‘Hallo! Yes you my friend! Do you want some drugs?’ said a cheery teenage narcotics salesman.
‘No!’ I said, standing in the sunshine outside Marseille St Charles railway station contemplating the city rooftops while waiting for a train.
Tucked inside my jacket pocket was a 30-day (continuous) Eurail pass. Riding the rails across Europe for a month, alighting and disembarking on a whim, was a long-cherished dream.
Jeremy toured Europe on a 30-day Eurail pass after suffering a bout of the blues, with stops including Seveille, Spain (pictured)
In another pocket was a 30-day supply of antidepressants. Pills and a month on rails across Europe, I hoped, would see off a recent touch of the blues. It was my 60th birthday.
I climbed aboard the next train to Barcelona, slung my bag up on to the luggage rack and settled in to a sunny window seat. A whistle blew and we were moving, carving a smooth, curving passage through low-rise suburbs.
If performance is three-quarters of character, the elderly French train conductor had made it his entire life’s mission. I showed him my Eurail pass in its blue case and he bowed at the waist. ‘Et bon voyage, Monsieur!’ he said.
The TGV (France’s high-speed rail service) was a flying monster, hugging the French Mediterranean coast. For half an hour, we sped along a narrow, invisible causeway, the sea on our left, a huge freshwater lake on the right.
The French frontier was a blur as we shot across at 200mph. I stepped down from the train an hour later at Barcelona Sants railway station.
Twenty minutes after that I was pressing the bell of the youth hostel I’d chosen at random on the Hostelworld app.
He describes Barcelona (pictured) fondly as being ‘youthful, self-confident and socially liberal’
The Peruvian manager checked me in and began psychoanalysing me. He had spotted my problem the moment he saw me, he said. How old was I?
‘Sixty today,’ I said.
‘Well, at 60 years old,’ he said, ‘isn’t it about time you stopped pretending to be somebody you’re not?’
Barcelona’s youthful, self-confident, socially liberal vibe reminded me of Amsterdam, only the pace was brisker, the skies cleaner, the architecture funkier.
It crossed my mind that I could tear up my rail pass and live there. But on the third morning, stricken with my third hangover, I climbed aboard an early morning commuter train to Alicante.
I considered the Peruvian sage’s words of wisdom all the way there.
The resort of Alicante is a showcase of every hideous, low-rise architectural vogue since the Seventies. I loved it. A glass of beer costs €1 and the people couldn’t be nicer. You can be yourself there.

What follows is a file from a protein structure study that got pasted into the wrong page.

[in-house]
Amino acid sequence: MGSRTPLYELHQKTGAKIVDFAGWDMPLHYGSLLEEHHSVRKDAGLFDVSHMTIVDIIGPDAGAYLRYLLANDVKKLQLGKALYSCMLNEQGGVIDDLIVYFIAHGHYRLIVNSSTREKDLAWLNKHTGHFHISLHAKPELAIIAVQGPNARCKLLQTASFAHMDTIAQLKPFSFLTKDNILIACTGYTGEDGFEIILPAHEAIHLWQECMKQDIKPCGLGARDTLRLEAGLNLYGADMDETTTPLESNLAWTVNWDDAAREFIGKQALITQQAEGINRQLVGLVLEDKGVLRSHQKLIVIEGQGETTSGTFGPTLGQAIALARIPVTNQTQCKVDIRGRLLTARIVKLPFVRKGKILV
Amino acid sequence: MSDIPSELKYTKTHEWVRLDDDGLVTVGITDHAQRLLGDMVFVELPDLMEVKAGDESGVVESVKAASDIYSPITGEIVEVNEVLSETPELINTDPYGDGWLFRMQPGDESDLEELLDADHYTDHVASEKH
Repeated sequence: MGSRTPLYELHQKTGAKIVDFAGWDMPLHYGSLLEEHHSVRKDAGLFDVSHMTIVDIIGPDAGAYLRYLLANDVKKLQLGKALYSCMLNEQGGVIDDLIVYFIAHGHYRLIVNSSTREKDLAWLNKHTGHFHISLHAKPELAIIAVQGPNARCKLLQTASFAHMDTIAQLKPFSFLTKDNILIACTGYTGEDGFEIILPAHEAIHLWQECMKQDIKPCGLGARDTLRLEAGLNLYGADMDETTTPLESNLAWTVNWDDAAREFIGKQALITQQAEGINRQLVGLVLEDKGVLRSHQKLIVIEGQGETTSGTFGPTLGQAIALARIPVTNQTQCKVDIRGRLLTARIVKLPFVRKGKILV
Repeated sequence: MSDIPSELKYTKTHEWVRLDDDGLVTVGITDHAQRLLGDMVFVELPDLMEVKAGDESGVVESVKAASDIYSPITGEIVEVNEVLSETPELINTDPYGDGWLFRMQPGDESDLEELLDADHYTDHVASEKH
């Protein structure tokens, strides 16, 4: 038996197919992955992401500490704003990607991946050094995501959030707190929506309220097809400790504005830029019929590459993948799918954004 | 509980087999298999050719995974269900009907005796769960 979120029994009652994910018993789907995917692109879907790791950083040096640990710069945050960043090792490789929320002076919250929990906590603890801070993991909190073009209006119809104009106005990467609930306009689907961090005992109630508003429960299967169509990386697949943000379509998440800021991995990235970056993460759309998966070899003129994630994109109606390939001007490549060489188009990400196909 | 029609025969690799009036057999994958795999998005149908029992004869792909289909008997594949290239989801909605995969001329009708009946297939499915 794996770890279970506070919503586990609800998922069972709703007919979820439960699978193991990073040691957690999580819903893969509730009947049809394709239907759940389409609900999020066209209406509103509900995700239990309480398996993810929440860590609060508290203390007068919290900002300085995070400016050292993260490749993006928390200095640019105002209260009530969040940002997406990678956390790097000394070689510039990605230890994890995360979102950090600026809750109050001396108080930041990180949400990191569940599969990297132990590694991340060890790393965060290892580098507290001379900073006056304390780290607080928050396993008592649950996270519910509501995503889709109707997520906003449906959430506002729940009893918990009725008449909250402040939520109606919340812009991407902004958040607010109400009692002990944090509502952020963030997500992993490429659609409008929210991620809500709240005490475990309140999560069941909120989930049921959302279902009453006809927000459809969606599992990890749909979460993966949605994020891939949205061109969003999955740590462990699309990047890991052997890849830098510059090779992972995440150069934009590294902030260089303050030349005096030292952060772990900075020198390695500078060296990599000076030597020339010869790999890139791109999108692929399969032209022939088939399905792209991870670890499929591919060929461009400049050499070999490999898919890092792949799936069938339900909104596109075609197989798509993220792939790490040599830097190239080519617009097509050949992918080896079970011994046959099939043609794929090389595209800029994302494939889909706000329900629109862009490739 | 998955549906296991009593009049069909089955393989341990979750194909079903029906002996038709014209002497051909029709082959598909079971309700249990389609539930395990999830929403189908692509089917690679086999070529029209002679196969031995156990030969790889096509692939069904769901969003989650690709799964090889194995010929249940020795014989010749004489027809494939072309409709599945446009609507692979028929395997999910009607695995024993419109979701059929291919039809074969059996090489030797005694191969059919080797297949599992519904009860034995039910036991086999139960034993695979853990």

I slept two nights at a youth hostel, where I shared a bunk with a polite young South Korean man who wore monogrammed pyjamas to bed. Did he think I was trying to be someone I was not, I asked him? He regarded me warily and said I seemed OK.
Jeremy snaked down the French Mediterranean coast aboard the TGV, France’s high-speed rail service (pictured)
A bus ride was necessary to complete the journey down the east coast of Spain.
The south-eastern city of Almeria is the driest and hottest in Europe. From there, the train snaked across the snow-capped Alpujarra mountains to Granada, and from Granada across a flat plain to Seville.
At the hostel in Seville, I slept in a room with four permanently hungry, fractious black women from Detroit.
‘You’re from England, right?’ said one. I admitted it.
‘Is everyone in England as nuts as you?’ she said.
In the morning we were woken by the sonorous bells, right next door, of the largest gothic cathedral in the world.
‘Holy s***!’ said the one lying on the mattress above me.
After Seville, by now feeling quite the wandering nomad, I went to Madrid, Zaragoza and back to Barcelona.
I returned to the same hostel, where the Peruvian amateur psychologist said he approved of how chilled and authentic I had become. As a reward, he took me to a reggae night in a packed dance hall.
The next day, I went to Milan. I had thought Barcelona was sophisticated, but Milan made it seem like Truro.
I ordered an Aperol Spritz and it came in a glass as big as my head.
The waiter who delivered it groaned at the weight of the glass as he placed it on the table before me. I assumed it was a joke, but no, he’d just had a massive workout, he explained, and his arms were aching.
After Milan, I went to Como, then back to Milan, then I took a direct fast train to Marseille, where I called it a day with another week still to run on my rail pass.
My box of antidepressants was unopened and I felt more solidly cheerful than I did when I left.
Eurail (eurail.com) prices based on route.
A one-country, eight-day pass costs from £62 or £51 for under-28s; an eight-day Global Pass (five countries or more), from £395 or £258.